Conference in Denmark aims to place the moral responsibility for climate change A conference at Aarhus University in Denmark takes a radically different approach to the question of climate change when it opens next week. The conference will not talk about climate politics or climate science but focus on how we as individuals can take moral responsibility for and maybe even enjoy better life styles because of climate change.
The issues will be tackled from the very beginning of the conference called “Responsibility Across Borders: Climate Change as Challenge for Intercultural Inquiry on Values”. The conference opens with an untraditional dialogue session on
Tuesday 3 November from 14.00 to 17.00 hours Auditorium 1 Building 1441 Frederik Nielsens Vej Aarhus University
The dialogue session is the last in a number of dialogue sessions in Aarhus celebrating the centenary of the national exhibition in Aarhus in 1909. The aim of the sessions has been to share ideas and create networks across many different boundaries, and this dialogue session is no exception.
The session will gather academics from within philosophy, education, journalism and economic psychology who will be asked about the specific responsibilities of their professions to help the world's citizens to grapple with climate change.
Representatives from Maersk Line and Grundfos will talk about the possible contributions from the business world. And a representative from the People's Climate Summit in Copenhagen will answer the question of how you make sure that the views of all cultures are heard when 10,000 people meet for the summit in December.
14.00-14.30: Velcome speeches by mayor of Aarhus, Nicolai Wammen, Aarhus University and conference organisers
14.30-15.30: Opening speech: Releasing Climate Change to Speak with Many Voices
Professor of climate change, Mike Hulme, from East Anglia University in Britain will hold the opening speech.
For years, Mike Hulme undertook traditional scientific work in the area of climate change. But now his focus has changed from science and technology to culture. According to Hulme, climate change is not a problem with a technical solution, but rather a cultural phenomenon with unlimited potential for innovation and positive change that can lead to better life styles for human beings.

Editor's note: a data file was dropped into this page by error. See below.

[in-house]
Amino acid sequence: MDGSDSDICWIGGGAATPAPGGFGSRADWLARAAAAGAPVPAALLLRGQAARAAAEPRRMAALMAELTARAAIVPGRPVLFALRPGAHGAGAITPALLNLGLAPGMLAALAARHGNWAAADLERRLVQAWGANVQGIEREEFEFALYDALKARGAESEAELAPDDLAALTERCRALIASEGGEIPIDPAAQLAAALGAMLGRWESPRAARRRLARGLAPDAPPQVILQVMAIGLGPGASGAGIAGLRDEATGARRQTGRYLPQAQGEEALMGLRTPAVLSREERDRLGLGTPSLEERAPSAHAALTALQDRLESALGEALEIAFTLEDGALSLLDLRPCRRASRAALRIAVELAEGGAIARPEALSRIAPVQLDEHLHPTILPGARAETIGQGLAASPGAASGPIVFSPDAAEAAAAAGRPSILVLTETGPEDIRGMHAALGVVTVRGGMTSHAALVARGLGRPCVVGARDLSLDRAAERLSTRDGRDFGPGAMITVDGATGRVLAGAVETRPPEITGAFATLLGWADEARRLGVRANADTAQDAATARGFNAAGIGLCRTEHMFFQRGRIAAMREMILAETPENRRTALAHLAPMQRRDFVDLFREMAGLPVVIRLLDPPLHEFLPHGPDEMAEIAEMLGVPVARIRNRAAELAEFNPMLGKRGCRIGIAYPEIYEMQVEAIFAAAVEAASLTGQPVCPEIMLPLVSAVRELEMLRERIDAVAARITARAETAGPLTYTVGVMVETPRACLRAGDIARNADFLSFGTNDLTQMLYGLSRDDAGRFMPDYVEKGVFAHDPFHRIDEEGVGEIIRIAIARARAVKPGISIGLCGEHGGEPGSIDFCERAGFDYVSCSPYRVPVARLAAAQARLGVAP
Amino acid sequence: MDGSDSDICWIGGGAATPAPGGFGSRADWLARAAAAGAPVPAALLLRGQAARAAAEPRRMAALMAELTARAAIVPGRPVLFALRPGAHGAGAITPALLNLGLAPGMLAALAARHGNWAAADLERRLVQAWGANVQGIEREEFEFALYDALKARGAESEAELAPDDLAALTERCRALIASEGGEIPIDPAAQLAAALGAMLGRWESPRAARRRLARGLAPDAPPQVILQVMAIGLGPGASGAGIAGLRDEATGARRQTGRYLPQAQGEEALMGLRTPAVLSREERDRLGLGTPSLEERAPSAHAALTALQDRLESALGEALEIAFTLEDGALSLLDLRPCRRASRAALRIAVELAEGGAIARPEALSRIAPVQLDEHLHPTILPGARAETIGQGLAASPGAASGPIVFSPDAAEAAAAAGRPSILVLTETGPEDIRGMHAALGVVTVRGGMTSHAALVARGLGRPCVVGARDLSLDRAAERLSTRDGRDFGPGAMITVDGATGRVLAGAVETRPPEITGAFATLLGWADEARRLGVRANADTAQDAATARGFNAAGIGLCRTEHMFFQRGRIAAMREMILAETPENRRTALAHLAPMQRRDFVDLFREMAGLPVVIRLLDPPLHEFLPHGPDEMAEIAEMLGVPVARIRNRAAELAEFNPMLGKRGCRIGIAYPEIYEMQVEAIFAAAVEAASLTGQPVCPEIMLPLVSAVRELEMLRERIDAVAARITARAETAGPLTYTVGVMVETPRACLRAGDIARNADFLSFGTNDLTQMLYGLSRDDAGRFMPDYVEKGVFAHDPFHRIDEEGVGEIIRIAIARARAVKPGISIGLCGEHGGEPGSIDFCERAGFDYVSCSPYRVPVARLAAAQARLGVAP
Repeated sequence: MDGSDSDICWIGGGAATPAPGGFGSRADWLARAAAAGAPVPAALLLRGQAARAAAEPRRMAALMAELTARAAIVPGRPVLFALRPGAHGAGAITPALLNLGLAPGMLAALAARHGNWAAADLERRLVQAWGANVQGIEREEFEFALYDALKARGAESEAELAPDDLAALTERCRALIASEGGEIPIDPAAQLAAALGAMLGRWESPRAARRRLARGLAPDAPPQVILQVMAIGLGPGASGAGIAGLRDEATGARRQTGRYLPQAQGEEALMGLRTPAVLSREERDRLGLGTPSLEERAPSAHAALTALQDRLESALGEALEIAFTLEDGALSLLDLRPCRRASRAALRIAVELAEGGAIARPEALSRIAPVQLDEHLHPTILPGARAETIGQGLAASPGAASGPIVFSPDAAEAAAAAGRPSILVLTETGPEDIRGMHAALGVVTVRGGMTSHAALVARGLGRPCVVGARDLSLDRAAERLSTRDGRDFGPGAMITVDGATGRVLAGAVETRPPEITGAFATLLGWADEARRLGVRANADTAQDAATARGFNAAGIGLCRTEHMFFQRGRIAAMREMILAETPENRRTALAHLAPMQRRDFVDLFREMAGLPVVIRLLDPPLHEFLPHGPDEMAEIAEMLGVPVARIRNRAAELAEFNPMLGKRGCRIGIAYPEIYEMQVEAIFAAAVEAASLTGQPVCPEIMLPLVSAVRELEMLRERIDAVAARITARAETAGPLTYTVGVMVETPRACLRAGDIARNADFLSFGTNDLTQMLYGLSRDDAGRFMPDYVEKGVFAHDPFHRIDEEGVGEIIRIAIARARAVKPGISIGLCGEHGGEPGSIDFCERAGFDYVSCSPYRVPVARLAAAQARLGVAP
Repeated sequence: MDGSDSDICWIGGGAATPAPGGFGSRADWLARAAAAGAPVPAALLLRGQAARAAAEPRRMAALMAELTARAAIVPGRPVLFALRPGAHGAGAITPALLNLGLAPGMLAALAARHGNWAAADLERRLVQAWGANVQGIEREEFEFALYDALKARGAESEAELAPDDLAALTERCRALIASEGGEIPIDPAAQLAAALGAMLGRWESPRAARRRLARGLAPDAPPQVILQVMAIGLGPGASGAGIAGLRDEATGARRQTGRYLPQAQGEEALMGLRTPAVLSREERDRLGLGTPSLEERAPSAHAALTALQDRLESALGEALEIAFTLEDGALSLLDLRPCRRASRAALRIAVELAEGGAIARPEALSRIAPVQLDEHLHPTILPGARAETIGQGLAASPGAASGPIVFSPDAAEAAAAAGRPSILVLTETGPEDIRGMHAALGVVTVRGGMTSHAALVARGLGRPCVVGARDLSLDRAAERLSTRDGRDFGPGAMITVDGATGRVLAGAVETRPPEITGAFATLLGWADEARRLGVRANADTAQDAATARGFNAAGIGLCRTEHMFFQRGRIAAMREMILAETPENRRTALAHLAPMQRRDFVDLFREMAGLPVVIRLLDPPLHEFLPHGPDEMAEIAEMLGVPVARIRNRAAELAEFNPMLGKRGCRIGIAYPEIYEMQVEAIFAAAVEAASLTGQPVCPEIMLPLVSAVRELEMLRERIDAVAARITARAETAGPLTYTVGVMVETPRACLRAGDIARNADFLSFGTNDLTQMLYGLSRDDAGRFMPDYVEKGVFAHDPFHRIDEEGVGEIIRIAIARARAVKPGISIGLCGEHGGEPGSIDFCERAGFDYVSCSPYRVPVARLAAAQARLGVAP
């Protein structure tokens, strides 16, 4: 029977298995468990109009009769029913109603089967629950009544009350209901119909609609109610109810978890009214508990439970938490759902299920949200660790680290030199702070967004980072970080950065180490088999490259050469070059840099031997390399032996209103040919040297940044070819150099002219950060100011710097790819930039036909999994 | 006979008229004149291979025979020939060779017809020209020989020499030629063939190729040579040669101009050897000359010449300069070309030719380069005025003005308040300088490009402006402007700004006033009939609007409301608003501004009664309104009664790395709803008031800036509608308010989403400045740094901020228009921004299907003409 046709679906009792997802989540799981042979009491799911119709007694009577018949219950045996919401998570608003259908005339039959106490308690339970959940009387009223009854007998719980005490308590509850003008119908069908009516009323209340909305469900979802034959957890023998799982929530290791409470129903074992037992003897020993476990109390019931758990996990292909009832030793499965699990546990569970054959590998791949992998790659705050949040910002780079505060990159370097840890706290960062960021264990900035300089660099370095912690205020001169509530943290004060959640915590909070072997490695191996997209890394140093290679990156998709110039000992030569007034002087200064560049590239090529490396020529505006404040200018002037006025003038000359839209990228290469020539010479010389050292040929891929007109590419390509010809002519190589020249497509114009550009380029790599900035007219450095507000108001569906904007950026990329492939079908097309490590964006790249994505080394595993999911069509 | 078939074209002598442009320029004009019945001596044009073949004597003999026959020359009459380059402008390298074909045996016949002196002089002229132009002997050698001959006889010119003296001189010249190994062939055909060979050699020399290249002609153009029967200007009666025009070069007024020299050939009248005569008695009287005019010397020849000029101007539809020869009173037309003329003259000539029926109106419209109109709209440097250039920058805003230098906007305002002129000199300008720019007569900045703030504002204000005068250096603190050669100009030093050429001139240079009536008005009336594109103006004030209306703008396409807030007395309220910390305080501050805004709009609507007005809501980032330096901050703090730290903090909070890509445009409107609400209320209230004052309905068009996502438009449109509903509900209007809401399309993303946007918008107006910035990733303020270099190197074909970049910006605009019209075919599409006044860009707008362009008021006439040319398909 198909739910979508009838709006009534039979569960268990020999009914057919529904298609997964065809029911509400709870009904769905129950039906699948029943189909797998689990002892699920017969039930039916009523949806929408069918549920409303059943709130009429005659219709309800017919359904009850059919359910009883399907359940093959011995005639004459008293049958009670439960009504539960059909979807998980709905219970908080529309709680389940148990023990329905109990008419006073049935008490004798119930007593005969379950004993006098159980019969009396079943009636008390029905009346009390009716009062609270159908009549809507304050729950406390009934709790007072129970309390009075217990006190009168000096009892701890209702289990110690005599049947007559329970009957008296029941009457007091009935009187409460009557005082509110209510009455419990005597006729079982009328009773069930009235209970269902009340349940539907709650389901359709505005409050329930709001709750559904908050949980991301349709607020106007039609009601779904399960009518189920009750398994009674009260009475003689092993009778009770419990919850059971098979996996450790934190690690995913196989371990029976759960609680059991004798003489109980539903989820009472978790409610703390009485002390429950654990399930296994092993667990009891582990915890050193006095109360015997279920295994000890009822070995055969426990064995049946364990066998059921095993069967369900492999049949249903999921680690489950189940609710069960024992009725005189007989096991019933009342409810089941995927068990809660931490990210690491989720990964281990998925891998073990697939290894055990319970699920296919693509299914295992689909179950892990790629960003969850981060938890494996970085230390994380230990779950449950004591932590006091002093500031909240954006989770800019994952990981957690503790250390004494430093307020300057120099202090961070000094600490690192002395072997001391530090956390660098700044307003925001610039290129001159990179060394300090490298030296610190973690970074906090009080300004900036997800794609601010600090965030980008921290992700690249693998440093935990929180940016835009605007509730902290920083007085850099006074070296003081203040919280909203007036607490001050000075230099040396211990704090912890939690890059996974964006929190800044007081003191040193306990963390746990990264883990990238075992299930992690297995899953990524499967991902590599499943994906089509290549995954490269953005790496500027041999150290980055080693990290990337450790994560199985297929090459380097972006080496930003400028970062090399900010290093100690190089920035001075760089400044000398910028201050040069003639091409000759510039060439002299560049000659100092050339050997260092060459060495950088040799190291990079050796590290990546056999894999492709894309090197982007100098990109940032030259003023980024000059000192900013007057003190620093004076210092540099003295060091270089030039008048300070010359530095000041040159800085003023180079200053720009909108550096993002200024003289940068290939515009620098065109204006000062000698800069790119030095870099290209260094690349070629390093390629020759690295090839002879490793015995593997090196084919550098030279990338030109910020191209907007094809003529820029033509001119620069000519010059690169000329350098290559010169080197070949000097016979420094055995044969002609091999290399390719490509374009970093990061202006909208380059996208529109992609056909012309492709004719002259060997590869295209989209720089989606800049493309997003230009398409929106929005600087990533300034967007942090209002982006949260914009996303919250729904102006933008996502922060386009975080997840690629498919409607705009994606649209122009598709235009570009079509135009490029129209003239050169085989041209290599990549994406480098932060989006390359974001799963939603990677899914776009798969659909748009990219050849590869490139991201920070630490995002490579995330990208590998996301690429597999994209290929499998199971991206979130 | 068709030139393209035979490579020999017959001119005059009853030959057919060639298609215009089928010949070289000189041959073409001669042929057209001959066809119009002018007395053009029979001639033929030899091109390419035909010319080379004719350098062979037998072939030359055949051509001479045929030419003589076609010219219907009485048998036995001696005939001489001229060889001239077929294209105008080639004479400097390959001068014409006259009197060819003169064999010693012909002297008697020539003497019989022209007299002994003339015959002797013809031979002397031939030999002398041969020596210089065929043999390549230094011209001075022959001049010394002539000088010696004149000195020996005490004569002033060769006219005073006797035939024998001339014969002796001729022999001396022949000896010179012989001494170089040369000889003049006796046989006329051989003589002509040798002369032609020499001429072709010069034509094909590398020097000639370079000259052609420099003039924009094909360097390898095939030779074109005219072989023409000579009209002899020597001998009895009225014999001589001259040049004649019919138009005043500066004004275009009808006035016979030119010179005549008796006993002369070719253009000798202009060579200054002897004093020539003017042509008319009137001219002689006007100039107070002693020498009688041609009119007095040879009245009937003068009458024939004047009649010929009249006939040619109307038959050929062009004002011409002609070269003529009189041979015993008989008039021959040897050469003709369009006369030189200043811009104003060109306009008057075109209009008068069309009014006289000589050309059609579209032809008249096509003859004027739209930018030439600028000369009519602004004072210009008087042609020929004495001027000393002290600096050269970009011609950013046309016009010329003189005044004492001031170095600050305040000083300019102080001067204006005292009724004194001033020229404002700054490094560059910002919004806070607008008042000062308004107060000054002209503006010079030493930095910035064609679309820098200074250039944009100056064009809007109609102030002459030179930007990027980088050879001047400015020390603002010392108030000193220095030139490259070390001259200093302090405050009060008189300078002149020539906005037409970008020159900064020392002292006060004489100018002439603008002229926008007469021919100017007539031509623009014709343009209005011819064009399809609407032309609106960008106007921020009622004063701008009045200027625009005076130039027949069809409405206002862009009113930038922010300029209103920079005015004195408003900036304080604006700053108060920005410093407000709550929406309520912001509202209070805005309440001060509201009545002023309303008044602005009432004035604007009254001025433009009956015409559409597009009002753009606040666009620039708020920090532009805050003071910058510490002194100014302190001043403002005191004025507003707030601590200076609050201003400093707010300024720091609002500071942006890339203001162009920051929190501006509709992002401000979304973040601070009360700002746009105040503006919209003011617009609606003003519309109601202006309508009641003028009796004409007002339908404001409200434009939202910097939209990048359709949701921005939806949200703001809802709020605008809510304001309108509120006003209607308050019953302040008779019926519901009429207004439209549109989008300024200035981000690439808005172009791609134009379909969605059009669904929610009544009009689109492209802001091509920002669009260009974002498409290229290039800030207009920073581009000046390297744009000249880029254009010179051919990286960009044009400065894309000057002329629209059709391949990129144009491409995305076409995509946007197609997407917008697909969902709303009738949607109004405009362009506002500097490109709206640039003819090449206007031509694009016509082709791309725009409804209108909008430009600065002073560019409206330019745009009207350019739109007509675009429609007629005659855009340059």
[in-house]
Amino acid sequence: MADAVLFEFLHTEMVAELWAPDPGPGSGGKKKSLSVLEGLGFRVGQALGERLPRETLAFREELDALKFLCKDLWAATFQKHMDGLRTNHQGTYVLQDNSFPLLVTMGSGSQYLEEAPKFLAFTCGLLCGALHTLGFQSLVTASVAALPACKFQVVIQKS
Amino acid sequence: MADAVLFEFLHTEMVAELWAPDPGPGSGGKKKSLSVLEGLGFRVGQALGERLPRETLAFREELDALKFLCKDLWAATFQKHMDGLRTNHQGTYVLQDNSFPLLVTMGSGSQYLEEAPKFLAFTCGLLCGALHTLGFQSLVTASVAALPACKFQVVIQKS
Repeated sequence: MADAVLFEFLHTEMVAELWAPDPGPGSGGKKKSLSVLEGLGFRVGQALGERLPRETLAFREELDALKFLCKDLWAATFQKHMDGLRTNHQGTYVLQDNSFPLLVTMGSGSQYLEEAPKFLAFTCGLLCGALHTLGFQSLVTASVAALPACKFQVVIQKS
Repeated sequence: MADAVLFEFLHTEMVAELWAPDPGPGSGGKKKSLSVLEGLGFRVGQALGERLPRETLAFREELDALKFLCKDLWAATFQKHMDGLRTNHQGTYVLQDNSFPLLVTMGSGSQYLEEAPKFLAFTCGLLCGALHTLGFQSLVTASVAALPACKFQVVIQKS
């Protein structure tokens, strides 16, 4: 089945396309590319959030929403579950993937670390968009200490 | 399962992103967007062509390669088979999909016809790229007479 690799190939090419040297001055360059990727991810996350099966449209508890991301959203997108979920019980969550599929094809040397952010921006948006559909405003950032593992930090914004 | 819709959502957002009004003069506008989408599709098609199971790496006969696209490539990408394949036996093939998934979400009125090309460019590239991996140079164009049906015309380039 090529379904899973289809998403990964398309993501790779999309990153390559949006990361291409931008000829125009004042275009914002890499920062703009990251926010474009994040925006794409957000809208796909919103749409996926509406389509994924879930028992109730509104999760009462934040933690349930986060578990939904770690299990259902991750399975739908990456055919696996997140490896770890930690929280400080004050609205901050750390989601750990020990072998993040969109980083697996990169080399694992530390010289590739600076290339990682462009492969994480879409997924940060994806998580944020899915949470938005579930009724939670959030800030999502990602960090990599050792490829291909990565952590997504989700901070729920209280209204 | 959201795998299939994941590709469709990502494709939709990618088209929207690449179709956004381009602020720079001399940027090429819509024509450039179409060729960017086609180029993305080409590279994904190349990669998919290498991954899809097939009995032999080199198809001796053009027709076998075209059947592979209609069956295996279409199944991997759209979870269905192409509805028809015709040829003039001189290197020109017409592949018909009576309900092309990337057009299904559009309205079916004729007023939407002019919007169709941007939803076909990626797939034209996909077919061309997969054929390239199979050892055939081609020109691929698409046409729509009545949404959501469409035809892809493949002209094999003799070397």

15.30-16.00: Coffee break
16.00-17.30: Dialogue Panel Session: Intercultural dialogue on values: Why?
Professor Hans-Henrik Holm from the Danish School of Media and Journalism asks representatives from the worlds of academia, business and civil society how they can help the world take moral responsibility for climate change. And how do we facilitate a truly global dialogue about the values inherent in climate change?
On the panel are:
Professor Fred Dallmayr, University of Notre Dame, USA Dallmayr is one of the world's leading experts on intercultural poltical philosophy and ethics with wide-ranging knowledge of both Western and Eastern cultues and philosophies.
Professor Timothy Reagan, Central Connecticut State University, USA Reagan is internationally well-known for his work on language, pedagogy and education in an international perspective.
Professor Susannah Priest, University of Nevada, USA Priest works in the area of journalism and science and her research focuses on how scientific issues are presented in the mass media and what that means for means for public opinon formation and engagement in science and science policy.
Professor John Thøgersen, Aarhus School of Business, Aarhus University Thøgersen is an expert on economic psychology and does research on what motivates individual consumers to behave in environmentally responsible ways.
Niels Due Jensen, chairman of the board, Grundfos Due Jensen plays an active role in the public debate about international dialogue, and Grundfos sponsors the Global Dialogue Prize that is awarded for superior research in the area of intercultural dialogue and values studies.
Jacob Sterling, Maersk Line Sterling is General Manager for Sustainability at Maersk Line
Kristine Holten-Andersen, People's Climate Summit Holten-Andersen is one of the organisers of the alternative climate summit, People's Climate Summit, that expects to attract 10,000 people for activities in DGI-byen in Copenhagen in December.
17.30-19.00: Welcome reception
The media are welcome to take part in all or parts of the opening session and also in the welcome reception that the conference hosts from 17.30-19.00 hours. All speakers will be present during the reception, and we will be happy to help journalists set up interviews during the reception.
We would like to hear from you, if you want to take part in the opening session and/or the welcome reception. Just send a mail to media consultant Kirsten Sparre at firstname.lastname@example.org. You can also write to this mail if you want help in setting up an interview with one of the speakers.
For more information about the conference: Project manager Jacob Bock, email@example.com, phone +45 89 42 65 49
For more information about the contents of this press release Media consultant Kirsten Sparre, firstname.lastname@example.org, phone +45 20 94 03 49